So lately you've been hiding, it was somewhere in the news
And I'm still at these races with my ticket stubs and my blues.
And a voice calls out the numbers, and it sometimes mentions mine
And I feel like I've been working overtime, overtime
I've lost my fire overtime
Always playin' one more hand for one more dime
Slowin' down
I'm gettin' tired! Slowin' down
And I envy you the valley that you've found
'Cause I'm midway down the midway
Slowin' down, down, down, down.
As one might expect of the more mature artist, the mentor -- Cohen gave Mitchell, at her request, a reading list of great books to allow her, a high school dropout, to self-educate) there are fewer apparent references to Mitchell in Cohen's songs. It looks at though "The Stranger Song" may be adressed to her; or she may just have been rifffing on a pre-existent Cohan song as she did with "Suzanne." There is also "Winter Lady," from the same album. Mitchell had already written a different song to the same title, making Cohen's version seem like a response.

Mitchell's lyrics:

Winter Lady, where you going
With your hair all soft and loose like snowing
Winter girl, December child
Don't run away
Winter Lady, walking sadly,
Does your lover treat you badly
Do you dream or wish on stars
To hear him say:
I won't cheat you, I won't desert you
Winter Lady you need loving
I need loving too
I need loving you" 
Staring out your winter window
At a silver sky you know you've been to
In a kiss, upon a day
Before a spring 
Winter Lady, cry those crystal tears
He won't know what he's missing
Love's too late, you've changed your mind
And it's my turn to sing, 
Oh Winter Lady I won't hurt you
I won't cheat you, I won't desert you
Winter Lady you need loving
I need loving too
I need loving you.

Cohen's lyrics:

Traveling lady, stay awhile
Until the night is over
I'm just a station on your way
I know I'm not your lover. 
Well I lived with a child of snow
When I was a soldier
And I fought every man for her
Until the nights grew colder

She used to wear her hair like you
Except when she was sleeping
And then she'd weave it on a loom
Of smoke and gold and breathing

And why are you so quiet now
Standing there in the doorway?
You chose your journey long before
You came upon this highway.
Reading between the lines, we can see why the affair did not last. Marriage and monogamy does not work well for artists. They are married to their muse, and a muse is a jealous lover. Both must move on in time to preserve their independence. This may be harder for the female artist, but it seems to be true of both. At least, so Cohen claims,

Mitchell, though, seems a little bitter, and as if she blames Cohen for the breakup. "A Case of You":

Just before our love got lost you said
"I am as constant as a northern star"
And I said "Constantly in the darkness
Where's that at?
If you want me I'll be in the bar"

On the back of a cartoon coaster
In the blue TV screen light
I drew a map of Canada
Oh Canada
With your face sketched on it twice. 
Oh you're in my blood like holy wine
You taste so bitter and so sweet.
Oh I could drink a case of you darling;
Still I'd be on my feet
Oh I would still be on my feet

Oh I am a lonely painter.
I live in a box of paints.
I'm frightened by the devil
And I'm drawn to those ones that ain't afraid. 
I remember that time you told me you said
"Love is touching souls"
Surely you touched mine.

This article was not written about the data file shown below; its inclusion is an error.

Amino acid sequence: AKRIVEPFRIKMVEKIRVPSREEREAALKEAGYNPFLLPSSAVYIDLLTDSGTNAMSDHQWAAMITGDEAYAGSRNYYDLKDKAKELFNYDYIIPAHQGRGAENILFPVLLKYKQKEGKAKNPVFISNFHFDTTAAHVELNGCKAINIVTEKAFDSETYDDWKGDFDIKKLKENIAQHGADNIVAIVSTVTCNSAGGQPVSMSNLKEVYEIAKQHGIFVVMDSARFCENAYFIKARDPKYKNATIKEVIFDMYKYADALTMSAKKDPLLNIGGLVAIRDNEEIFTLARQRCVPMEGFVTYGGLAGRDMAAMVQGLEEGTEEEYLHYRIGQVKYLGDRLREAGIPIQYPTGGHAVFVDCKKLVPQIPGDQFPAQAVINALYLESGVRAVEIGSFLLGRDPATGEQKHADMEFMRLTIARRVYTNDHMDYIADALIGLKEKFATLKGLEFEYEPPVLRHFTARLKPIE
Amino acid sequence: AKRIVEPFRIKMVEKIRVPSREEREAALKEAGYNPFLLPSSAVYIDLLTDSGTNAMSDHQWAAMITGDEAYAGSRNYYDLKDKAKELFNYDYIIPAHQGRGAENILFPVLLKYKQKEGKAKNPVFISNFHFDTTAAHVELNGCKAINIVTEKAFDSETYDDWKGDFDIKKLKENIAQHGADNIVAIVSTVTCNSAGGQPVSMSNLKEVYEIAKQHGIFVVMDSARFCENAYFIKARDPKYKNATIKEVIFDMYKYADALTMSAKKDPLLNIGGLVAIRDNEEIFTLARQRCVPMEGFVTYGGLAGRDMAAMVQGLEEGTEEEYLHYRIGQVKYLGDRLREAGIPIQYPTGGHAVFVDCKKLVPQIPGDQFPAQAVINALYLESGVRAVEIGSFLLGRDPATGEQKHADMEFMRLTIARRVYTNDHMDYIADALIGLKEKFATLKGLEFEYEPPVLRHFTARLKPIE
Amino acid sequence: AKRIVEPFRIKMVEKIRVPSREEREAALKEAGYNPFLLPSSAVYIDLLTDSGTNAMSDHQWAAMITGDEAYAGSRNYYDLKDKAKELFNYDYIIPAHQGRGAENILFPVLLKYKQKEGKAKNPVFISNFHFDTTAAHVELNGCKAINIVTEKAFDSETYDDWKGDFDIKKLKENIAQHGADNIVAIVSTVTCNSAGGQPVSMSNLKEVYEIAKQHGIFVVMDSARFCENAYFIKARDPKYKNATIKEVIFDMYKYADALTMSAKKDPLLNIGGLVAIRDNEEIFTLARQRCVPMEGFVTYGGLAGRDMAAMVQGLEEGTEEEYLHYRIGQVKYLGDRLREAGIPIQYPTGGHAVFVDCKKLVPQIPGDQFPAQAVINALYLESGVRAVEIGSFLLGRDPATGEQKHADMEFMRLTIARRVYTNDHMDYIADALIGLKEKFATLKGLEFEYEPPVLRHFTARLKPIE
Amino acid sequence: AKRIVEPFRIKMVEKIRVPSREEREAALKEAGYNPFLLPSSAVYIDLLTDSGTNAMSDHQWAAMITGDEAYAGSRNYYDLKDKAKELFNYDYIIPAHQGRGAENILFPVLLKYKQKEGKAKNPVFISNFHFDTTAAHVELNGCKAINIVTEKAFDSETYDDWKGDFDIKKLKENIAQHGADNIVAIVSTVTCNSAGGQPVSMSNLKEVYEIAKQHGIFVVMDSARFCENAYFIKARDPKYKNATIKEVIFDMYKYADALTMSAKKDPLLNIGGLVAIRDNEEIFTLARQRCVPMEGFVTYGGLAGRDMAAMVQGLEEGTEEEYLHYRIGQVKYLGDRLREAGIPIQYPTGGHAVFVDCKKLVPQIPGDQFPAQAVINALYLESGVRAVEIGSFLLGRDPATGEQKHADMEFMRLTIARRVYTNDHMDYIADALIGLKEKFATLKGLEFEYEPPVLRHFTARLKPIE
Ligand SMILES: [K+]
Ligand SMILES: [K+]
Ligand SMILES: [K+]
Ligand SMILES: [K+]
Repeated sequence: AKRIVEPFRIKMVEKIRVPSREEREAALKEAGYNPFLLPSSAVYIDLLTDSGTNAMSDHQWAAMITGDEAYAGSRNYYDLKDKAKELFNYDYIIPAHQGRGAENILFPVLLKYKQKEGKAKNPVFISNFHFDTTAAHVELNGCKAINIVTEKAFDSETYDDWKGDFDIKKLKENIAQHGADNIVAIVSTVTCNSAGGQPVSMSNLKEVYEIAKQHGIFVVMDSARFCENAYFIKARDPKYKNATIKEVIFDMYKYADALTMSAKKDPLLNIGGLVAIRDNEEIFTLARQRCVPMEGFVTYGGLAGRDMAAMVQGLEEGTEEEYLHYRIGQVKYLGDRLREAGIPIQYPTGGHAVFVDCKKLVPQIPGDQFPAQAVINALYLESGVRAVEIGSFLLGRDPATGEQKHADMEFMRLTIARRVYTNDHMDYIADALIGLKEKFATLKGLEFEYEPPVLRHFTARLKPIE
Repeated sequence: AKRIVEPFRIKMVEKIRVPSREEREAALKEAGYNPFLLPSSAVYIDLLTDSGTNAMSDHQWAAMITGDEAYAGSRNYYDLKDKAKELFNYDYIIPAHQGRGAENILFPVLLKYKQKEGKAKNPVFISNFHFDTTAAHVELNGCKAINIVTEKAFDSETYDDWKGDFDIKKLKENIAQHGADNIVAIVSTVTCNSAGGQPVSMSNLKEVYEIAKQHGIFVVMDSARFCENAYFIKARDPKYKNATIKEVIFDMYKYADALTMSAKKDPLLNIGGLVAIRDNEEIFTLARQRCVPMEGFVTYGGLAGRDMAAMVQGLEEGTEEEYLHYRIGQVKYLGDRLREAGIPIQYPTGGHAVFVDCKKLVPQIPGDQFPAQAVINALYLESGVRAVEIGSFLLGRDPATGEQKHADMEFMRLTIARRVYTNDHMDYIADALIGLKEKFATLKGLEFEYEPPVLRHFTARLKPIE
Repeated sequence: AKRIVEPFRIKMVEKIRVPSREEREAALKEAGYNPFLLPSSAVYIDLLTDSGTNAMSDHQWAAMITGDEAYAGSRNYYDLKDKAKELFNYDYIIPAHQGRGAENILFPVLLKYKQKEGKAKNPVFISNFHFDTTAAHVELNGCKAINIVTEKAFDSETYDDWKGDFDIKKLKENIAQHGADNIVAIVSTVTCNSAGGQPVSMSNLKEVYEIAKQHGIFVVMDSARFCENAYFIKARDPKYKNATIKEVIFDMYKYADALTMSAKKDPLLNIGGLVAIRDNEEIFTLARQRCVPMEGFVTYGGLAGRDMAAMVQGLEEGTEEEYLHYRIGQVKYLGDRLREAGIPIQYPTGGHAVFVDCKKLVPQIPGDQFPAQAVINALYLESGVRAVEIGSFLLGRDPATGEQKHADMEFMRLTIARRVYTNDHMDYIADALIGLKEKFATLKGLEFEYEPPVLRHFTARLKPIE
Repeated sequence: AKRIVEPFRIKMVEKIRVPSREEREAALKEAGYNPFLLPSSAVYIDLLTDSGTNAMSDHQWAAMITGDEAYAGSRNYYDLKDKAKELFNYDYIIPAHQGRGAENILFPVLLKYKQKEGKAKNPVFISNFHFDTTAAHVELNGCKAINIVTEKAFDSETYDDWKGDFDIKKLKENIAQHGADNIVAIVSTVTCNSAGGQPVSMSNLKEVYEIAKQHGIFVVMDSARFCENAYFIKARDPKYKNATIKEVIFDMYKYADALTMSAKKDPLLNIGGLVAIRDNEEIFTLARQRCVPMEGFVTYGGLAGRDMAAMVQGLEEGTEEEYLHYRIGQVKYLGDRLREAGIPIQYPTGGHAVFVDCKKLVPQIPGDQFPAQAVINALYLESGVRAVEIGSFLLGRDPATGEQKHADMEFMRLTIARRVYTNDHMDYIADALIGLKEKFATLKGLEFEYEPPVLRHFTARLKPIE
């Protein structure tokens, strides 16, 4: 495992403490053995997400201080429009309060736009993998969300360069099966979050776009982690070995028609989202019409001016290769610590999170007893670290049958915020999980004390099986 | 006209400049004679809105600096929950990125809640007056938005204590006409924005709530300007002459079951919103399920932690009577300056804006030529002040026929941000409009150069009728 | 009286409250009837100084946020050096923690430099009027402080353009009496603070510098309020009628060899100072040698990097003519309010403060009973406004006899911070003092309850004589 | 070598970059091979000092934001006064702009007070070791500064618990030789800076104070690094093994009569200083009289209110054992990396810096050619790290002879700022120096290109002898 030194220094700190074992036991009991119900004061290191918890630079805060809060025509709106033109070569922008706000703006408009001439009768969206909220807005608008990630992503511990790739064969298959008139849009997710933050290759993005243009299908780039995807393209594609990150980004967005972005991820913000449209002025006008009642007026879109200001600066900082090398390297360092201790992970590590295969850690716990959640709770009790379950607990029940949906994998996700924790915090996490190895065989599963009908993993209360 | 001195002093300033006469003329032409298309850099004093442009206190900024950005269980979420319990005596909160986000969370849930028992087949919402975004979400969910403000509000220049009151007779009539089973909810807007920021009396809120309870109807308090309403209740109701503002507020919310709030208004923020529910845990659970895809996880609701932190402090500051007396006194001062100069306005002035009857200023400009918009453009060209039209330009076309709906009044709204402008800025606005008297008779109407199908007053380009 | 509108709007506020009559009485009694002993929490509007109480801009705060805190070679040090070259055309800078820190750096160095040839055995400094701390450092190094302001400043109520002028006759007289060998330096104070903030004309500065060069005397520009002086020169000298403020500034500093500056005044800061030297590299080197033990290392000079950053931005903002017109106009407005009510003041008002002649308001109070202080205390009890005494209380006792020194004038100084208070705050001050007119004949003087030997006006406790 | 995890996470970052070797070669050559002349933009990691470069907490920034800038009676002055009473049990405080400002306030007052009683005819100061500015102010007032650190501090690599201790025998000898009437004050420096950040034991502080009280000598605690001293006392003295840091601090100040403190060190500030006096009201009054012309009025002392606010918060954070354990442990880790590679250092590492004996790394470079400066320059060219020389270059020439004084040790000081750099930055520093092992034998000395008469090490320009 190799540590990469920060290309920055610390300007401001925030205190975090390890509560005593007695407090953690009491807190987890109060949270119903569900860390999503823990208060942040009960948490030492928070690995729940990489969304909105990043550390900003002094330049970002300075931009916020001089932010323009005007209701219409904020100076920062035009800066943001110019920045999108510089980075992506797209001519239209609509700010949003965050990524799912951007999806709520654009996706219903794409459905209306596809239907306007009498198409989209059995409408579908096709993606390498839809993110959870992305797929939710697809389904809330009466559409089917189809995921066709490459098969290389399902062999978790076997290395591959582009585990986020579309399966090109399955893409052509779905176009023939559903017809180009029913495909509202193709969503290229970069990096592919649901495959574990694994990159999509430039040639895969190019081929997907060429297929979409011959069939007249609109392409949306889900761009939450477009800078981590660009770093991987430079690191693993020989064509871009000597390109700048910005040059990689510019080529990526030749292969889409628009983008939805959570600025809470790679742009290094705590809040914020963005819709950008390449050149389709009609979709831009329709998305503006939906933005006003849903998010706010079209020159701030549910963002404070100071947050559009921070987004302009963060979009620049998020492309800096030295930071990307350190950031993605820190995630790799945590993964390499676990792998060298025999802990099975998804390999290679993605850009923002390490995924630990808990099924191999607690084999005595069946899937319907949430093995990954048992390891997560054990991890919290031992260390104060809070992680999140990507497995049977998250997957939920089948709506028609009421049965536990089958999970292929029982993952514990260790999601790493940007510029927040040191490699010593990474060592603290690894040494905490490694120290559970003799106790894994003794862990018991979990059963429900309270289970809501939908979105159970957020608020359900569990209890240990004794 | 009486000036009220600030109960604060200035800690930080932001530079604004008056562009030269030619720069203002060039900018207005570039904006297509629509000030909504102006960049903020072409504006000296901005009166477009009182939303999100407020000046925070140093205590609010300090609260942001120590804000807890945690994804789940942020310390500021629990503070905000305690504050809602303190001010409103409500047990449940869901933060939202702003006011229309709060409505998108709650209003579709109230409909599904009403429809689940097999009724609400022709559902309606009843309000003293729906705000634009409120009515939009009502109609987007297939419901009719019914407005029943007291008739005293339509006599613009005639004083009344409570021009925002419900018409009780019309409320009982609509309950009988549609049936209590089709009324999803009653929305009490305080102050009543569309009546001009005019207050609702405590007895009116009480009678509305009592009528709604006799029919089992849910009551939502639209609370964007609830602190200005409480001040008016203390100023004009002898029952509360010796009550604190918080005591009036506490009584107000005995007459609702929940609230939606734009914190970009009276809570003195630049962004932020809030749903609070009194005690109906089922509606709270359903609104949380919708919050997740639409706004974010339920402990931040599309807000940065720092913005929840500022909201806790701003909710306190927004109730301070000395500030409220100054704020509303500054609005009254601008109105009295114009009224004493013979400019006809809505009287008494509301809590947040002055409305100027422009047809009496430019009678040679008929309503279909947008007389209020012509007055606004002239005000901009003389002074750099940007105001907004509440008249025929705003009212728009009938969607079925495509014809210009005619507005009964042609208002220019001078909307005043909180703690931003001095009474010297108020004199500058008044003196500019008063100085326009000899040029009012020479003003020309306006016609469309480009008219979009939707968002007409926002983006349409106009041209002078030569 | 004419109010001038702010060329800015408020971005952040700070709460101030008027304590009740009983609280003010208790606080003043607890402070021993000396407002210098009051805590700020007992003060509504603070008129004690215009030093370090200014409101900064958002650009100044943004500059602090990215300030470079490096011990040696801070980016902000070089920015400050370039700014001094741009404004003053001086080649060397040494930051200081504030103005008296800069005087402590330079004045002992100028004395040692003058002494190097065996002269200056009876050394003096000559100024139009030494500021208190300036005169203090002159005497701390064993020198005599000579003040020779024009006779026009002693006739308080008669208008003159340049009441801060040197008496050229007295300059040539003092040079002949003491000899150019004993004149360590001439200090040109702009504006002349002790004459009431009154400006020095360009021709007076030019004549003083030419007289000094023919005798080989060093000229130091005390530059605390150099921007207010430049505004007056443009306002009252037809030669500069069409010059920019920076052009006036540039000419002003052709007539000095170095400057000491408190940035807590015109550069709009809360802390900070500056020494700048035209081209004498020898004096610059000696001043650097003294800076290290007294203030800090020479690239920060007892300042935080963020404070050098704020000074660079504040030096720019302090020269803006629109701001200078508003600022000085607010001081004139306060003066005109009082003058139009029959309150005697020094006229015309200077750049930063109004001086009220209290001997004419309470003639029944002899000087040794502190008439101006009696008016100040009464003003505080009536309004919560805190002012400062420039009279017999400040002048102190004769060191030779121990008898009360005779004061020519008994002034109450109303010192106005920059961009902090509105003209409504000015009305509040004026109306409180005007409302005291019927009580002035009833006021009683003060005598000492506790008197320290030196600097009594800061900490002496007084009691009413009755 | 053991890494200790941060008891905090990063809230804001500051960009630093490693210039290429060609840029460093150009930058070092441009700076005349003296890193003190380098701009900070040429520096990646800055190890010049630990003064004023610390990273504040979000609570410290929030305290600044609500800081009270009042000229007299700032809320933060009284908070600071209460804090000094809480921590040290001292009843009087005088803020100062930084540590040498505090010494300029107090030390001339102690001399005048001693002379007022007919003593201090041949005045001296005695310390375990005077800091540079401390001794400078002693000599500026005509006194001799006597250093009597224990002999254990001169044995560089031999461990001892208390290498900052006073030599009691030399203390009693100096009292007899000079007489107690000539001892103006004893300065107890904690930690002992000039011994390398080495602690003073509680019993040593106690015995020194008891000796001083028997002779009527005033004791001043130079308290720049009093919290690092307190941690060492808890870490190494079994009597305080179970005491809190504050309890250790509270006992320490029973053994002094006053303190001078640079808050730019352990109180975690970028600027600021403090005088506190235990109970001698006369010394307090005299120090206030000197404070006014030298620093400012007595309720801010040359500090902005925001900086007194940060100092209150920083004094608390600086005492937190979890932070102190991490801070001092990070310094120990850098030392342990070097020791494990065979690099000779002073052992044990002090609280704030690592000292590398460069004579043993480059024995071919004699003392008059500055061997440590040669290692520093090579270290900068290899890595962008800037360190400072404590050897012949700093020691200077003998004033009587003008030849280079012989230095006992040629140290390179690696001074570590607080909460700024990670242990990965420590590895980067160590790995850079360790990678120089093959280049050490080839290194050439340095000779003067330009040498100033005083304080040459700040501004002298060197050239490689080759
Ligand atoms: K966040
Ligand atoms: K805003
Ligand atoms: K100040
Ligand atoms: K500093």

'Cause part of you pours out of me
In these lines from time to time. 
Oh, you're in my blood like holy wine
You taste so bitter and so sweet.
Oh I could drink a case of you darling
And I would still be on my feet
I would still be on my feet.

I met a woman,
She had a mouth like yours;
She knew your life,
She knew your devils and your deeds;
And she said
"Go to him, stay with him if you can,
But be prepared to bleed"

Oh but you are in my blood
You're my holy wine
You're so bitter, bitter and so sweet.

Oh, I could drink a case of you darling
Still I'd be on my feet
I would still be on my feet.

In 1971, I warrant, Mitchell was still in love with Cohen, Cohen had moved on.

"The Gallery" also seems to blame Cohen:

When I first saw your gallery
I liked the ones of ladies
Then you began to hang up me
You studied to portray me
In ice and greens
And old blue jeans
And naked in the roses
Then you got into funny scenes
That all your work discloses

"Lady, don't love me now I am dead
I am a saint, turn down your bed
I have no heart," that's what you said
You said, "I can be cruel
But let me be gentle with you"

Somewhere in a magazine
I found a page about you
I see that now it's Josephine
Who cannot be without you
I keep your house in fit repair
I dust the portraits daily
Your mail comes here from everywhere
The writing looks like ladies'

"Lady, please love me now, I am dead
I am a saint, turn down your bed
I have no heart," that's what you said
You said, "I can be cruel
But let me be gentle with you"

I gave you all my pretty years
Then we began to weather
And I was left to winter here
While you went west for pleasure
And now you're flying back this way
Like some lost homing pigeon
They've monitored your brain, you say
And changed you with religion

"Lady, please love me now I was dead
I am no saint, turn down your bed
Lady, have you no heart," that's what you said
Well, I can be cruel
But let me be gentle with you

When I first saw your gallery
I liked the ones of ladies
But now their faces follow me
And all their eyes look shady
In introducing the song, Mitchell says it is an inevitable problem with falling in love with an artist. Artists are wholly committed to beauty, and so they will move on when a new beauty appears.

But Mitchell is unfair if she blames only Cohen here. Mitchell is also an artist, and, more than Cohan, a visual artist, She is at least as vulnerable to new beauty as he, and her life and many brief love affairs show it.

In later interviews, Mitchell is not kind to her great influence, claiming he "had copped his writerly stand from Camus and Lorca."

This is rich coming from the author/"composer" of "The Wizard of Is. " Presumably Mitchell feels vulnerable because of her deep debt to Cohen, and wants to accuse him of the same thing to exonerate herself.

No comments: